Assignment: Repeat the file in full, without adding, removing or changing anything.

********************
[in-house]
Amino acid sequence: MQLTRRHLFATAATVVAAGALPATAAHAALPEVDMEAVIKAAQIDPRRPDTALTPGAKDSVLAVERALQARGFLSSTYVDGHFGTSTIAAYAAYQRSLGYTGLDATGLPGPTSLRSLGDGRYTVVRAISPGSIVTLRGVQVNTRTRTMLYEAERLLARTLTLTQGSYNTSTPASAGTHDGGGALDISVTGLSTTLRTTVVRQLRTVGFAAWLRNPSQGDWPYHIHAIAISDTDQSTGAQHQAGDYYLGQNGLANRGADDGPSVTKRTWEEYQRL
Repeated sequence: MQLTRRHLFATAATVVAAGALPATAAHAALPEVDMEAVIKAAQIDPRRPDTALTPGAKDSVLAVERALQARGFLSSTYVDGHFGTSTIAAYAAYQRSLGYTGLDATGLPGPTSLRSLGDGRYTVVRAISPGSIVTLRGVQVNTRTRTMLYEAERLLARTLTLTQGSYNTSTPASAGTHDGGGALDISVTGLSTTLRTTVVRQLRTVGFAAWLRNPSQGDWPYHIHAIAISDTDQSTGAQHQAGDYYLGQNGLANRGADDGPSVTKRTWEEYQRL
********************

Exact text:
[in-house]
Amino acid sequence: MQLTRRHLFATAATVVAAGALPATAAHAALPEVDMEAVIKAAQIDPRRPDTALTPGAKDSVLAVERALQARGFLSSTYVDGHFGTSTIAAYAAYQRSLGYTGLDATGLPGPTSLRSLGDGRYTVVRAISPGSIVTLRGVQVNTRTRTMLYEAERLLARTLTLTQGSYNTSTPASAGTHDGGGALDISVTGLSTTLRTTVVRQLRTVGFAAWLRNPSQGDWPYHIHAIAISDTDQSTGAQHQAGDYYLGQNGLANRGADDGPSVTKRTWEEYQRL
Repeated sequence: MQLTRRHLFATAATVVAAGALPATAAHAALPEVDMEAVIKAAQIDPRRPDTALTPGAKDSVLAVERALQARGFLSSTYVDGHFGTSTIAAYAAYQRSLGYTGLDATGLPGPTSLRSLGDGRYTVVRAISPGSIVTLRGVQVNTRTRTMLYEAERLLARTLTLTQGSYNTSTPASAGTHDGGGALDISVTGLSTTLRTTVVRQLRTVGFAAWLRNPSQGDWPYHIHAIAISDTDQSTGAQHQAGDYYLGQNGLANRGADDGPSVTKRTWEEYQRL